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‘Nothing to fear’ as Australia plays Honduras on edge

Tegucigalpa, Wednesday @PeopleSports11

Australia are to face Honduras for a World Cup playoff in a Central American stadium on Friday located on the edge of a cane field notorious for being where gangs dumped corpses and dismembered victims with chainsaws. But the Socceroos “have nothing to fear,” assured the police of San Pedro Sula, the host city in Honduras, pointing to greatly improved security in recent years.

“We will have the Australians eat ‘shots’ and chuco chicken,” a local specialty, rather than dodge any violence, said police spokesman Jorge Rodriguez, referring to a dish of black-bean tortillas and a local style of chicken.

The match in the city’s 40,000-place Olimpico Metropolitano Stadium is the first part of a playoff that will then see both Australia and Honduras fly to Sydney for the return tie on November 15.

The winner gets a berth in the World Cup tournament next year in Russia. San Pedro Sula built up an unenviable reputation in the past as the most murderous city in Honduras itself part of Central America’s notorious Northern Triangle, along with Guatemala and El Salvador, where gang violence, drug trafficking, poverty and corruption are rife.

Five years ago, a Mexican NGO called the place the second most violent city in all of Latin America, after Juarez in Mexico. But now, after four years of stepped-up military and police patrols and aggressive street crackdowns, things have improved, authorities insist.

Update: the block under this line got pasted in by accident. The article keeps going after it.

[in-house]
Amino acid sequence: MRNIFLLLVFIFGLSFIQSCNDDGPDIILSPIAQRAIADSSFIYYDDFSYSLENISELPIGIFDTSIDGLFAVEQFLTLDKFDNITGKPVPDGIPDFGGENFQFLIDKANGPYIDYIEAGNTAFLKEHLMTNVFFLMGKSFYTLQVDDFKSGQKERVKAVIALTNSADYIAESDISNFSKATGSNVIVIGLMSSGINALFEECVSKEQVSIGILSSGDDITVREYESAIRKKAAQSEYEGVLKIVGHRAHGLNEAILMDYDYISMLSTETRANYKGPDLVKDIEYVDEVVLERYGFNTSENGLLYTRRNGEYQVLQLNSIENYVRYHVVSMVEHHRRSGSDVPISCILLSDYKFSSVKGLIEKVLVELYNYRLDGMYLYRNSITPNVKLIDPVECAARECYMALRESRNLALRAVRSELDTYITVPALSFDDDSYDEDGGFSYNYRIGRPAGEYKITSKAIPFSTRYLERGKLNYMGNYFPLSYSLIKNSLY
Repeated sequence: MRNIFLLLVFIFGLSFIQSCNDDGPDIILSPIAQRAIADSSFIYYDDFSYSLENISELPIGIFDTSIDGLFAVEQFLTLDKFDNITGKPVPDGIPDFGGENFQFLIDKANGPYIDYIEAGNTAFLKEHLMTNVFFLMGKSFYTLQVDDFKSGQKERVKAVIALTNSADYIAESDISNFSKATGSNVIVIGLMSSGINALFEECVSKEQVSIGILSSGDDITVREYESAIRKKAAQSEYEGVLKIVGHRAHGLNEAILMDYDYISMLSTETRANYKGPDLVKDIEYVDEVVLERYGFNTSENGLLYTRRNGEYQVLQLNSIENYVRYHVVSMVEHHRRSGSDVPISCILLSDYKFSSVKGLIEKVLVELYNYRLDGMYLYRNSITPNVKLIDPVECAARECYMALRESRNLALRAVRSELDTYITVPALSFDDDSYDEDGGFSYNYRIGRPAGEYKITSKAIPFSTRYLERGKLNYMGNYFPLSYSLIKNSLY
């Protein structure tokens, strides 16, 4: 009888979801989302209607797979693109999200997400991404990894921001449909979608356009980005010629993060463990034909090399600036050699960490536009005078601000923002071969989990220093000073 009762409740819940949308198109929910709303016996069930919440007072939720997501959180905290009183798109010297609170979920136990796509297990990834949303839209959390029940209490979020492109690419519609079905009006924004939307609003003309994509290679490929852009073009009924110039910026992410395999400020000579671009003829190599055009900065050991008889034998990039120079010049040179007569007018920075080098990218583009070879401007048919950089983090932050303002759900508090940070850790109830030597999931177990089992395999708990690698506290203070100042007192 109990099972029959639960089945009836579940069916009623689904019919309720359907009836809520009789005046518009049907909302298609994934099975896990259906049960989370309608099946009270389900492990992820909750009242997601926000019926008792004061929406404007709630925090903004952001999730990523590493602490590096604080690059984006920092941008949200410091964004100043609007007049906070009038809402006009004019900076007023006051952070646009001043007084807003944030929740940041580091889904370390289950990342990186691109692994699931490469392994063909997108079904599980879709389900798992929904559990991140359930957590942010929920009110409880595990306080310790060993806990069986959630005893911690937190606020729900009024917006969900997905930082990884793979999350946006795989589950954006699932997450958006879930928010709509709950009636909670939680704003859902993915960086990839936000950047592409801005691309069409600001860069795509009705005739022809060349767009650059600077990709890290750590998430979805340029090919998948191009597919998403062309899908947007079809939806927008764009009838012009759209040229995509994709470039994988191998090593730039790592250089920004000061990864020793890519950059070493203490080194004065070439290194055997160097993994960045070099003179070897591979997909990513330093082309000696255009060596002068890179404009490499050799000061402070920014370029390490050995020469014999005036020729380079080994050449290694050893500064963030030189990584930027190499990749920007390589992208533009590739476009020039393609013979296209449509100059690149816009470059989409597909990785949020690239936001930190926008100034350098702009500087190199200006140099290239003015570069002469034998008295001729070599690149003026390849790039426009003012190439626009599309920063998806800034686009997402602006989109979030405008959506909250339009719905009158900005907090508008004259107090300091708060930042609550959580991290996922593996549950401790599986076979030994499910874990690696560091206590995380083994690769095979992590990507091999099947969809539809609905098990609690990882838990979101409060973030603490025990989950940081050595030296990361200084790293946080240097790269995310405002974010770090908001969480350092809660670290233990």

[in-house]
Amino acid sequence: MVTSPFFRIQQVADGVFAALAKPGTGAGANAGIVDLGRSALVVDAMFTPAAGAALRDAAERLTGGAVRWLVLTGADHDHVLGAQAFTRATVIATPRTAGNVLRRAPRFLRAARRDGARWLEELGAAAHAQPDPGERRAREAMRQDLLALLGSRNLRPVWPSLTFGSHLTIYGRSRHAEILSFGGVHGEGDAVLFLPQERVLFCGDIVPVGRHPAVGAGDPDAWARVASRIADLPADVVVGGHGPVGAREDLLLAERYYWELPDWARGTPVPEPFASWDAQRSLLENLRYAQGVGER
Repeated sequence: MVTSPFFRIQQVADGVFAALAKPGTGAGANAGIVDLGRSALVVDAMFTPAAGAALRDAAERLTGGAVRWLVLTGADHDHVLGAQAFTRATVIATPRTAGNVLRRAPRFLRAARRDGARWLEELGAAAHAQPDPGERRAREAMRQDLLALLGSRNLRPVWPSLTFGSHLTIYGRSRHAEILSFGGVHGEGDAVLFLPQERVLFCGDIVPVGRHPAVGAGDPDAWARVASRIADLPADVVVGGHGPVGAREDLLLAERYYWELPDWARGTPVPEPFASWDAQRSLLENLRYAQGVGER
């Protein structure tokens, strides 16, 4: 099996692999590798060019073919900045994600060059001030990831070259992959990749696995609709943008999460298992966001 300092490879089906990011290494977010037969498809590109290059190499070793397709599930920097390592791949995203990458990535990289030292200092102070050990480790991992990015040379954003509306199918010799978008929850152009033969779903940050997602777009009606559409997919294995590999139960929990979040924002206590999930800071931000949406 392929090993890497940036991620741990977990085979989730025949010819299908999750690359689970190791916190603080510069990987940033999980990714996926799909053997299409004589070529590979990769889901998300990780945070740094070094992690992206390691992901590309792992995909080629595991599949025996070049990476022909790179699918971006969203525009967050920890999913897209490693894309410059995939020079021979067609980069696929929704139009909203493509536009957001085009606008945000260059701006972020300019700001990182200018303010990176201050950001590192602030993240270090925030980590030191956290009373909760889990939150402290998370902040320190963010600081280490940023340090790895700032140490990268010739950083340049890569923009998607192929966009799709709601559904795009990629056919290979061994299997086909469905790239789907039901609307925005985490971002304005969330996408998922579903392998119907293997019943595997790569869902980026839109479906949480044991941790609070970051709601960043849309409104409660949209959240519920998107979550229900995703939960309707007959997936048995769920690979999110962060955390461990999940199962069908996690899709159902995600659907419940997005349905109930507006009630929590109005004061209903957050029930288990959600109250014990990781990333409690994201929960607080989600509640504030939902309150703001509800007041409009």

Four battalions of militarised police each one comprised of 500 armed police have been installed in the area, setting up base. They are part of a get-tough policy that President Juan Orlando Hernandez has deployed against the vicious gangs.

When Australia face up to Honduras in the stadium, surrounded by barbed wire, there will be 1,200 police and soldiers deployed inside and outside the venue, in consecutive security rings, Rodriguez said, adding that drones would also be used.

“All of them will have radios, backed by video cameras and connected to a central command,” he explained. “That already worked well when the United States, Costa Rica and Mexico came” to play. -AFP

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